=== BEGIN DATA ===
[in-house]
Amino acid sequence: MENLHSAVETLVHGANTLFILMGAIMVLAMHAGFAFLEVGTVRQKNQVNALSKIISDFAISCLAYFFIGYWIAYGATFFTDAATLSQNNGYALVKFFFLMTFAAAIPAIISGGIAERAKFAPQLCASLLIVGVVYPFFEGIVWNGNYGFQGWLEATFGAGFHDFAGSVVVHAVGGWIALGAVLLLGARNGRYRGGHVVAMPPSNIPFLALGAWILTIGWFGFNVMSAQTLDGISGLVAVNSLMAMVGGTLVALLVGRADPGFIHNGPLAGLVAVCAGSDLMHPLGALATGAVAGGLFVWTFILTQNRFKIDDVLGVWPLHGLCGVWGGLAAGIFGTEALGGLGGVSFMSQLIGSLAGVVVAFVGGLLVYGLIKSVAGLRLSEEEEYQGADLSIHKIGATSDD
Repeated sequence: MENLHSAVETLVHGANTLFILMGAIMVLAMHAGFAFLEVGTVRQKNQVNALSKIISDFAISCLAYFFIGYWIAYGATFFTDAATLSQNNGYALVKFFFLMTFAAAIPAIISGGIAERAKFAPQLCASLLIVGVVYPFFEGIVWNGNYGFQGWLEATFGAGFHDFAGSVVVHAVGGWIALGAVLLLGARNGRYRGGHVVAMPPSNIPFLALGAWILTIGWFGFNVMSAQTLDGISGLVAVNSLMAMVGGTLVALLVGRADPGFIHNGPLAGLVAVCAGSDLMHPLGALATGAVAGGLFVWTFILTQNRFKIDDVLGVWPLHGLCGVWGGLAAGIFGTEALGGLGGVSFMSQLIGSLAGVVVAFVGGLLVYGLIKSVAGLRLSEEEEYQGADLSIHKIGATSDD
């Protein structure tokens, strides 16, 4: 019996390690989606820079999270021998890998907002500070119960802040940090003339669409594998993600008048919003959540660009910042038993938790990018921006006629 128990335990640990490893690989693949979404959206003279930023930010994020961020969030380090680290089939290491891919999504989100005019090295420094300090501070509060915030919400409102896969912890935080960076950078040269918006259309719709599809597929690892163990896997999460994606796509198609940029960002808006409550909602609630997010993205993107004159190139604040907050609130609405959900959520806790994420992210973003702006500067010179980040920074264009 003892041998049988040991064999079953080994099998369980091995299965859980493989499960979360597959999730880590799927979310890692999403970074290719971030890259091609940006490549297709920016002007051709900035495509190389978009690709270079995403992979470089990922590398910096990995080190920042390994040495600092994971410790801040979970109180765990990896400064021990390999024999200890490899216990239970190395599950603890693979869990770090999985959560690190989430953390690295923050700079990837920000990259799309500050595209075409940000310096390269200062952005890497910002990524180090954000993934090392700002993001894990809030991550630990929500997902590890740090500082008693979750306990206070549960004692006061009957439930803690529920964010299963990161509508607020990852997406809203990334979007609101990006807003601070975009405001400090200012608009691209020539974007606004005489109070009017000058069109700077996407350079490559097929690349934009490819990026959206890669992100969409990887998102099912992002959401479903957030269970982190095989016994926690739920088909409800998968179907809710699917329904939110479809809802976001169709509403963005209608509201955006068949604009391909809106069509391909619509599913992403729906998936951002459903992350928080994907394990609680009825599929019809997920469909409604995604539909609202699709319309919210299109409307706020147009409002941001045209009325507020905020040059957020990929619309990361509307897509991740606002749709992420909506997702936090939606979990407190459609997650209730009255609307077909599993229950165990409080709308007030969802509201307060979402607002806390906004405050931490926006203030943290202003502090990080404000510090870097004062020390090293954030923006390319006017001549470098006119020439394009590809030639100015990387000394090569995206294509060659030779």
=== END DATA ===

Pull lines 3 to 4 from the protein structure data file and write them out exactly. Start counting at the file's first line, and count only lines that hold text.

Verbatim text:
Repeated sequence: MENLHSAVETLVHGANTLFILMGAIMVLAMHAGFAFLEVGTVRQKNQVNALSKIISDFAISCLAYFFIGYWIAYGATFFTDAATLSQNNGYALVKFFFLMTFAAAIPAIISGGIAERAKFAPQLCASLLIVGVVYPFFEGIVWNGNYGFQGWLEATFGAGFHDFAGSVVVHAVGGWIALGAVLLLGARNGRYRGGHVVAMPPSNIPFLALGAWILTIGWFGFNVMSAQTLDGISGLVAVNSLMAMVGGTLVALLVGRADPGFIHNGPLAGLVAVCAGSDLMHPLGALATGAVAGGLFVWTFILTQNRFKIDDVLGVWPLHGLCGVWGGLAAGIFGTEALGGLGGVSFMSQLIGSLAGVVVAFVGGLLVYGLIKSVAGLRLSEEEEYQGADLSIHKIGATSDD
């Protein structure tokens, strides 16, 4: 019996390690989606820079999270021998890998907002500070119960802040940090003339669409594998993600008048919003959540660009910042038993938790990018921006006629 128990335990640990490893690989693949979404959206003279930023930010994020961020969030380090680290089939290491891919999504989100005019090295420094300090501070509060915030919400409102896969912890935080960076950078040269918006259309719709599809597929690892163990896997999460994606796509198609940029960002808006409550909602609630997010993205993107004159190139604040907050609130609405959900959520806790994420992210973003702006500067010179980040920074264009 003892041998049988040991064999079953080994099998369980091995299965859980493989499960979360597959999730880590799927979310890692999403970074290719971030890259091609940006490549297709920016002007051709900035495509190389978009690709270079995403992979470089990922590398910096990995080190920042390994040495600092994971410790801040979970109180765990990896400064021990390999024999200890490899216990239970190395599950603890693979869990770090999985959560690190989430953390690295923050700079990837920000990259799309500050595209075409940000310096390269200062952005890497910002990524180090954000993934090392700002993001894990809030991550630990929500997902590890740090500082008693979750306990206070549960004692006061009957439930803690529920964010299963990161509508607020990852997406809203990334979007609101990006807003601070975009405001400090200012608009691209020539974007606004005489109070009017000058069109700077996407350079490559097929690349934009490819990026959206890669992100969409990887998102099912992002959401479903957030269970982190095989016994926690739920088909409800998968179907809710699917329904939110479809809802976001169709509403963005209608509201955006068949604009391909809106069509391909619509599913992403729906998936951002459903992350928080994907394990609680009825599929019809997920469909409604995604539909609202699709319309919210299109409307706020147009409002941001045209009325507020905020040059957020990929619309990361509307897509991740606002749709992420909506997702936090939606979990407190459609997650209730009255609307077909599993229950165990409080709308007030969802509201307060979402607002806390906004405050931490926006203030943290202003502090990080404000510090870097004062020390090293954030923006390319006017001549470098006119020439394009590809030639100015990387000394090569995206294509060659030779």